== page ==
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SEX ABUSE VICTIMS PRESS THEIR CASE FOR REDRESS

It took William G. Iannaccone 14 years before he could utter a word about a Protestant minister he says sexually abused him as a teenager.

The Cheektowaga resident finally opened up in 1982 with written complaints to various authorities, but the time frame to pursue legal remedies was long past and the complaints went nowhere. Iannaccone is not giving up on the issue, however.

In Albany last week, he and several dozen victims of clergy abuse, along with lawyers and mental health professionals, lobbied state legislators to change the laws that restrict legal action in cases involving sexual abuse.

The current law allows for civil suits to be brought up to eight years after the victim's 18th birthday. Criminal charges can be filed against a perpetrator of sexual abuse within three years. Across the country, changing these statutes of limitations is a top priority among victims of clergy abuse, who want the chance to prove their cases in court and hold their abusers, as well as the church, accountable.

A bill sponsored by State Sen. Thomas K. Duane, D-Manhattan, would create that opportunity in New York. The legislation would open a three-year window during which victims of childhood sexual assault who were previously barred from bringing a lawsuit because of the statute of limitations could sue.

The legislation would expire after three years. A similar bill became law in California, opening a one-year window for victims of abuse to file lawsuits there.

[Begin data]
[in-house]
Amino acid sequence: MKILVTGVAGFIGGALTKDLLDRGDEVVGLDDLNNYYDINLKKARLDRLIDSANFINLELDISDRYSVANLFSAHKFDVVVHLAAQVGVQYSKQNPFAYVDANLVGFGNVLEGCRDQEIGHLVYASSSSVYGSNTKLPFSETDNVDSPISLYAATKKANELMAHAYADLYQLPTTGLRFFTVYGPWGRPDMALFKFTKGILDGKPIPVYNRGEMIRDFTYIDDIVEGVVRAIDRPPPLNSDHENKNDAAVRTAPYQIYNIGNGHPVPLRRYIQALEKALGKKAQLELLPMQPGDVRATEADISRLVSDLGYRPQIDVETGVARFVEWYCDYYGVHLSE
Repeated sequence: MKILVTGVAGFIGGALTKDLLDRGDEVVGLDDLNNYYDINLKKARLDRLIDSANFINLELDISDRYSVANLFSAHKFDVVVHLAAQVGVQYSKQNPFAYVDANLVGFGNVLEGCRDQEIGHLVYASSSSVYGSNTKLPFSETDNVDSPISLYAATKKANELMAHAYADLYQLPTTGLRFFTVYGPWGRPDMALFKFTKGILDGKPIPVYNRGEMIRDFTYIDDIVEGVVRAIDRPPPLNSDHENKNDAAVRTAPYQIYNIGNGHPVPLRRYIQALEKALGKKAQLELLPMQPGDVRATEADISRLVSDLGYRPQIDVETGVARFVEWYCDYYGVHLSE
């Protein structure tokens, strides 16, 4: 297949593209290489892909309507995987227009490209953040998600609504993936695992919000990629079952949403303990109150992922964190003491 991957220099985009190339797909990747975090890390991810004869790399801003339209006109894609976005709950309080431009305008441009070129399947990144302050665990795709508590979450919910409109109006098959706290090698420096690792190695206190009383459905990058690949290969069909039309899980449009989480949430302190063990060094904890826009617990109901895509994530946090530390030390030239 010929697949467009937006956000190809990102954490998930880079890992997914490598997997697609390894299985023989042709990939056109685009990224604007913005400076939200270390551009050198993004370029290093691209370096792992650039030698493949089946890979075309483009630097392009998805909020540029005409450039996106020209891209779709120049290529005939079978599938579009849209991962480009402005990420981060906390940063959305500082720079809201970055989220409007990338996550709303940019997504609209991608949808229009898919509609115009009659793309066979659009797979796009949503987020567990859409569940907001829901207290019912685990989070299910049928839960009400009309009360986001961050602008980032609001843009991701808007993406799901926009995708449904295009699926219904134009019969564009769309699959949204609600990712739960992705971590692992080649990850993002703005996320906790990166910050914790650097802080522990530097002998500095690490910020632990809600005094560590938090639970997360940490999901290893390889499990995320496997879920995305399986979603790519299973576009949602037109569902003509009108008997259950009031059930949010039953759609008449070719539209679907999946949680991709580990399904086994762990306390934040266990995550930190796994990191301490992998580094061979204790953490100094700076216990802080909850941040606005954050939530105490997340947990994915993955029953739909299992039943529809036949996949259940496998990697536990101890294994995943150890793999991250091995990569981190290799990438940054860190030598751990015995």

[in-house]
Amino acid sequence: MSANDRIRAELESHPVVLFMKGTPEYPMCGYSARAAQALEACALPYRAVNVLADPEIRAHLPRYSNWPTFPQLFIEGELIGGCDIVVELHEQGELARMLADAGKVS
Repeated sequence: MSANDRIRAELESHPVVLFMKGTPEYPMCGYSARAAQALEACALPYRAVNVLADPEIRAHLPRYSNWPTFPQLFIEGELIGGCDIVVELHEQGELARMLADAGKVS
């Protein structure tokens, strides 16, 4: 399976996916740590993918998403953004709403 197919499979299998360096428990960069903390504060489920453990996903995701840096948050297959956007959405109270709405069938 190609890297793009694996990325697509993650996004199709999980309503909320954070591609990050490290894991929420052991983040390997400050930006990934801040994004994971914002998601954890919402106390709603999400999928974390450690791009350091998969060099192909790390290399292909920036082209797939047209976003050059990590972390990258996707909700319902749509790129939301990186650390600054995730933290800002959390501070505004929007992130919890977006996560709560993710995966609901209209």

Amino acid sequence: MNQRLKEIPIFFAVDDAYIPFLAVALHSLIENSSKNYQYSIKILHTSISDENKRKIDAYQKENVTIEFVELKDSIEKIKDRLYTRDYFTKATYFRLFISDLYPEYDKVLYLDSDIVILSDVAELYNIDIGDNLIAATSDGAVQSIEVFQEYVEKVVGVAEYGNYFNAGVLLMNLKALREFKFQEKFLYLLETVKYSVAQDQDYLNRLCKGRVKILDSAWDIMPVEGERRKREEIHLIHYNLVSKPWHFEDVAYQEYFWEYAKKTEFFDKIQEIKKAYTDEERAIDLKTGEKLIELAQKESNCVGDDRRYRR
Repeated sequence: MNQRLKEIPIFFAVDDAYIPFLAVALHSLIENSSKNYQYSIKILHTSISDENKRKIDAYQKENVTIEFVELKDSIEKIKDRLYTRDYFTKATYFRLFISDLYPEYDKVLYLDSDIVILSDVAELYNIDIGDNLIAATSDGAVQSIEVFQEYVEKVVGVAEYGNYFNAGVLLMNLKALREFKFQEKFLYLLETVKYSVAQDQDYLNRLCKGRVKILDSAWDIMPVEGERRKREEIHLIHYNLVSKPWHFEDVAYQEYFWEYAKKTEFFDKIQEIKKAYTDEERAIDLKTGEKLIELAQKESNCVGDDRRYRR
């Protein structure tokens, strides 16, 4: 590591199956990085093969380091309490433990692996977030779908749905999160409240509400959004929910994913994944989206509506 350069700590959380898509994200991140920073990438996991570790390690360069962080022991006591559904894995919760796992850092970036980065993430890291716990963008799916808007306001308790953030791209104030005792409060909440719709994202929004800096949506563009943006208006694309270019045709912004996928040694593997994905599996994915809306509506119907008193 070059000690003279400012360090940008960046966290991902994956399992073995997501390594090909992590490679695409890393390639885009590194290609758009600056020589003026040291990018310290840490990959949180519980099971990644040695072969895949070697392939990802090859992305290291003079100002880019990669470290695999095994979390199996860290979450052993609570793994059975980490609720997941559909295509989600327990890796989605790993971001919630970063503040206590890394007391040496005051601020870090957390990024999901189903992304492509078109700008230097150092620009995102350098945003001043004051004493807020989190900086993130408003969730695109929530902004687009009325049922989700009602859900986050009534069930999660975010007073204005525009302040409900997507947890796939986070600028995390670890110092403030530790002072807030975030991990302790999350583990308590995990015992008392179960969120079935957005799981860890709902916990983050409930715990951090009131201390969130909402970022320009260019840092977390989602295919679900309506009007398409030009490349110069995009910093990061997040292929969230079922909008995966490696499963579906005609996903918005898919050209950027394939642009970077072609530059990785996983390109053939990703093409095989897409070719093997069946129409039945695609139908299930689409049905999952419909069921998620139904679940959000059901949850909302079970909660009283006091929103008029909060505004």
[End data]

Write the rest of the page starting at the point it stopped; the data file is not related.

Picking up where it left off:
The statute of limitations is a long-held tenet of the American legal system, and so far, suspending it in cases of sexual abuse appears to have little support among New York legislators and others.

"Memory fades. People die. Evidence is destroyed," said Dennis Poust, spokesman for the New York State Catholic Conference. "We would be concerned about any changes to the statute of limitations. There's a reason why we have a statute of limitations in both criminal and civil law. The key thing is the issue of justice and fairness."

For example, he said, how could a diocese defend against a claim from 50 years ago, if the bishop from that time is dead and the accused priest is infirm?

"It's one thing to talk about (changing the) statute of limitations going forward. It's another thing to talk about the suspension of them," said Poust.

School districts, nonprofits and churches would be subject to lawsuits that potentially could bankrupt them, he added.

State Senate Majority Leader Joseph L. Bruno, who controls legislation in the Senate, has said he would not allow a vote on Duane's bill.

Instead, Bruno supports a Senate bill passed in March that makes all members of the clergy mandated child abuse reporters and requires that clergy review institutional records regarding allegations of child abuse.

A similar bill passed the Assembly in March, as well.

Victims and their advocates say those measures don't go far enough. Last week, they were in Albany pushing for the Duane bill in a collective lobbying effort.